Digital Audio Broadcast System Launches in Africa

GABORONE, BOTSWANA (01/31/2000) - Following the launch in October of its digital audio broadcasting system in Africa, Washington-based WorldSpace Corp. last week debuted its WorldScape multimedia service, which it said will be offered to audiences in Africa within a few months.

WorldSpace's AfriStar satellite is currently supplying 25 channels of news, entertainment and educational programming, according to the company, which inaugurated the broadcasting service at a ceremony in Johannesburg, South Africa.

The WorldScape multimedia service allows programmers to link their existing content to a WorldSpace satellite where it is down-linked to transportable receivers containing built-in 4-inch dish antennas, the company said in a statement. The receivers contain data ports that enable the programming to be transmitted to computers.

The receivers that work with the WorldSpace digital broadcasts are being manufactured by JVC Company of America, Hitachi Ltd., Panasonic Corp. and Sanyo Electric Co. Ltd. Over 30,000 receivers have been shipped to retail outlets in Kenya, South Africa and Nigeria, and an additional 100,000 will be delivered to Africa by the end of the year, according to the company. Last year, the company estimated that the receivers would be priced between $250 and $350.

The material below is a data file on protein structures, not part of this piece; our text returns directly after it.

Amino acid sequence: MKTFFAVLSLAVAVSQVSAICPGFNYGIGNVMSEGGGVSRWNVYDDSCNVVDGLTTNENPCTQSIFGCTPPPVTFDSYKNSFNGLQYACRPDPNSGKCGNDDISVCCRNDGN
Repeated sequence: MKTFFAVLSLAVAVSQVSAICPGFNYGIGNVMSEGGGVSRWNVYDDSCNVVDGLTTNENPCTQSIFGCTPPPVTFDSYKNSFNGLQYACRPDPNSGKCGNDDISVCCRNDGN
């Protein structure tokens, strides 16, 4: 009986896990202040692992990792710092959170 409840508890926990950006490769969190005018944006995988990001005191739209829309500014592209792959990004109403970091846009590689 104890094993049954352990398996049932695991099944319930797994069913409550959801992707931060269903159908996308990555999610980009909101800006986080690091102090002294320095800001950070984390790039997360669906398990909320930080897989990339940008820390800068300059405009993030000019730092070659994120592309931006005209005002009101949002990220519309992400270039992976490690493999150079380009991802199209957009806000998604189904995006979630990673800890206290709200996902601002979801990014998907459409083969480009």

The project aims to "turn the current dearth of information in Africa into an affluence of information," said Noah Samara, chairman and chief executive officer of WorldSpace Corp.

The AfriStar satellite's signal can be heard anywhere in Africa and the Middle East, according to the company, and includes programming such as Cable News Network International, Bloomberg L.P., Kenya Broadcasting Corp., Radio Sud of Dakar, Egyptian Radio and Television and Kosmos Digital Radio of South Africa, among others. WorldSpace is concentrating its initial sales and distribution efforts in Sough Africa, Kenya, Nigeria, Ghana and Senegal.

The multimedia service could have a large impact on education here, as the receivers, connected to PCs, can be used in remote villages to deliver training or lectures, according to WorldSpace.

WorldSpace plans to launch its AsiaStar satellite next month, and yet another to cover Latin America and Caribbean later in the year.

Worldspace can be found on the Web at

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